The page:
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09 January 2014

ObamaCare May Create Headaches for Georgia's Volunteer Firefighters

The Associated Press reports today that the Affordable Care Act, more popularly known as ObamaCare, may create headaches for volunteer firefighters across the nation, including quite a few in Georgia.

In an article titled "Health law leaves volunteer firefighting in limbo", the AP details "an ambiguity in President Barack Obama's health care law."

. . . [firefighter] volunteers are considered employees for tax purposes, a classification that grew out of an ongoing effort to attract firefighters by offering them such incentives as stipends, retirement benefits and free gym memberships.

That leaves open the question of whether the volunteer firefighters fall under the health care law's requirement that employers with 50 or more employees working at least 30 hours a week must provide health insurance for them. Fire departments say they can't afford to pay such a cost.

According to the U.S. Fire Administration, Georgia has 461 registered fire departments, of which 52% are volunteer and 25.1% are mostly volunteer.

"Most of these are operating on a shoestring budget - holding pancake dinners to raise money to put enough gas in the truck so they can respond to the next fire, the next medical call," Dave Finger, director of government relations for the National Volunteer Fire Council, told the Associated Press.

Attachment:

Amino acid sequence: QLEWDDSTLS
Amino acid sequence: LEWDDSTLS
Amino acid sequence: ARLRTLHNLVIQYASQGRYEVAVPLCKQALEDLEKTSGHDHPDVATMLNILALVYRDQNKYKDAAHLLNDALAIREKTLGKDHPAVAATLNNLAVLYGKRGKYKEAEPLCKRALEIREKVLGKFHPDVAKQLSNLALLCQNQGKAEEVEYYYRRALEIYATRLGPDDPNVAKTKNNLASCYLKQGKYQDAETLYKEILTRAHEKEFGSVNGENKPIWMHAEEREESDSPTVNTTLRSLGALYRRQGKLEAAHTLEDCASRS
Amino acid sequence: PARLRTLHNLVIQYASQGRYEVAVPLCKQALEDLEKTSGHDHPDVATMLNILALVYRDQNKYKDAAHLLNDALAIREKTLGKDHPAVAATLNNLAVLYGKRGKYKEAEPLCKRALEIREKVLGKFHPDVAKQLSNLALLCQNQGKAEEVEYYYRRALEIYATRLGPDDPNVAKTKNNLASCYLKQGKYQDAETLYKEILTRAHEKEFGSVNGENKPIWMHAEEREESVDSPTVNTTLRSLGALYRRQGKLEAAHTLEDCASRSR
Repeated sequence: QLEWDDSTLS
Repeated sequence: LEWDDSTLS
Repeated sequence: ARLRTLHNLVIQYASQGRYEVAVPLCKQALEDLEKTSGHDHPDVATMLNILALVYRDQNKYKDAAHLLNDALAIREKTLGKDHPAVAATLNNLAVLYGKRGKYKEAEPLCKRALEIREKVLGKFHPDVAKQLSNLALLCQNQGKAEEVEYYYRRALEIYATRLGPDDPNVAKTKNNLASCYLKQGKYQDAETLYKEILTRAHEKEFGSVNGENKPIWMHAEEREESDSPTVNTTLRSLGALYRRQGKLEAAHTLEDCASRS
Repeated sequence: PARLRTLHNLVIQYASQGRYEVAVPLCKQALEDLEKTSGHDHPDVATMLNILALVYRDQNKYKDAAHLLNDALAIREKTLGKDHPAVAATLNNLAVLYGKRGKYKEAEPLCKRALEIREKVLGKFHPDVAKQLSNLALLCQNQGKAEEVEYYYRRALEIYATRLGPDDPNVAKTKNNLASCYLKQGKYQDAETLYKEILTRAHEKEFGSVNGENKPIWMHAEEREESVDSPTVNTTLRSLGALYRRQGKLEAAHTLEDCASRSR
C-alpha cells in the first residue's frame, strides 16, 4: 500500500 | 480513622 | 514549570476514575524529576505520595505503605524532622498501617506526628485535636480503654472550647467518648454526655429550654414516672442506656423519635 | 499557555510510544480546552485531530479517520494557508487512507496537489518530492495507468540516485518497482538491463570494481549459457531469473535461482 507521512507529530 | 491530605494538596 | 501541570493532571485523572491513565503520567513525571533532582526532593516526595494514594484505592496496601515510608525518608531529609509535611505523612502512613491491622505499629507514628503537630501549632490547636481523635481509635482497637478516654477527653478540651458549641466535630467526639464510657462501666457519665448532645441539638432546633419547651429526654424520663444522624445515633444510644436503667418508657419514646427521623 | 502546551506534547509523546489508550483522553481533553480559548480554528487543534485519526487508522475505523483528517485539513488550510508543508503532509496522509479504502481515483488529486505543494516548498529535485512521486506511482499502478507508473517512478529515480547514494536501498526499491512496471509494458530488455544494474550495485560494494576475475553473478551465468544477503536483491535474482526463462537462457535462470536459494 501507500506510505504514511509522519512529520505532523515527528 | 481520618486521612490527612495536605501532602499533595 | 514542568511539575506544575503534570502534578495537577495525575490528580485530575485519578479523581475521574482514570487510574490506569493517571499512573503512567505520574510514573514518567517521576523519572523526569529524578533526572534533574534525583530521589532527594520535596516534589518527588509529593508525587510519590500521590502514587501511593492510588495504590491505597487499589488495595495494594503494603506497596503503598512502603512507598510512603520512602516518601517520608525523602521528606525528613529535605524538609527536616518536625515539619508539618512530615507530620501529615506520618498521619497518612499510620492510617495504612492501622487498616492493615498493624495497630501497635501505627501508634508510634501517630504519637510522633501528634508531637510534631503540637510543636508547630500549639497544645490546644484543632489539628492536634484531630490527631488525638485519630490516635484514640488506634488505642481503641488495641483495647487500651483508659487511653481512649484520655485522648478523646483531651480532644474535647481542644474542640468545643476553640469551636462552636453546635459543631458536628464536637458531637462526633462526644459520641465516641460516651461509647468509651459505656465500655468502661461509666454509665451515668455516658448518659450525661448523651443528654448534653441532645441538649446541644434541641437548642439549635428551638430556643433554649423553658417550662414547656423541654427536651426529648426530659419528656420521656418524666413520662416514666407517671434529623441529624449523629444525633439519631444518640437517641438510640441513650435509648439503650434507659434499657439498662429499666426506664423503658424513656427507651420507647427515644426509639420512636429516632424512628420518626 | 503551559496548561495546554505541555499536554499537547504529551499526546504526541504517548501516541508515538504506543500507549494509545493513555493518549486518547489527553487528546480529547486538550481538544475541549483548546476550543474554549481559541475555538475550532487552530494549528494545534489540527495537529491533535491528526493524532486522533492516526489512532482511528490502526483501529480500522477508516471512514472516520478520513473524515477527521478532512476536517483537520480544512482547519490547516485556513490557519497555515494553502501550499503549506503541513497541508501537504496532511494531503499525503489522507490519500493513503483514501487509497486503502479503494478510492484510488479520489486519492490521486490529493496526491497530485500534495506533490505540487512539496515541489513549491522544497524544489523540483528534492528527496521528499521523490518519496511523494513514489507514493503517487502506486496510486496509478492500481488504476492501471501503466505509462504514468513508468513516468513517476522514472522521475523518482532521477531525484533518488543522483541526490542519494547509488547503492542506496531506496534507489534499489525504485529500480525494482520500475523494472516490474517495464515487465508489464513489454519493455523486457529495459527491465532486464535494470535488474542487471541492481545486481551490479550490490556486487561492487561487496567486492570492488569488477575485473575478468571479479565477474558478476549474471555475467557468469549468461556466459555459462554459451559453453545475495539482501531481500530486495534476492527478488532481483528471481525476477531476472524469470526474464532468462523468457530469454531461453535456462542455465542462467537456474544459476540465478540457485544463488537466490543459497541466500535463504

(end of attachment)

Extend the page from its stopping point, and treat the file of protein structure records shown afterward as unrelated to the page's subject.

The National Republican Senatorial Committee (NRSC) jumped on this unintended consequence of ObamaCare, saying Democrat U.S. Senate candidate Michelle Nunn puts ObamaCare above all.

"ObamaCare has been a disaster, and now volunteer firefighters and the communities that rely on them are the latest victims of this terrible law that Michelle Nunn stands by," said NRSC Press Secretary Brook Hougesen. "Seventy-seven percent of Georgia's fire departments are volunteer, and it is unfair and unfortunate that those firefighters and the communities they protect are the latest ObamaCare victims."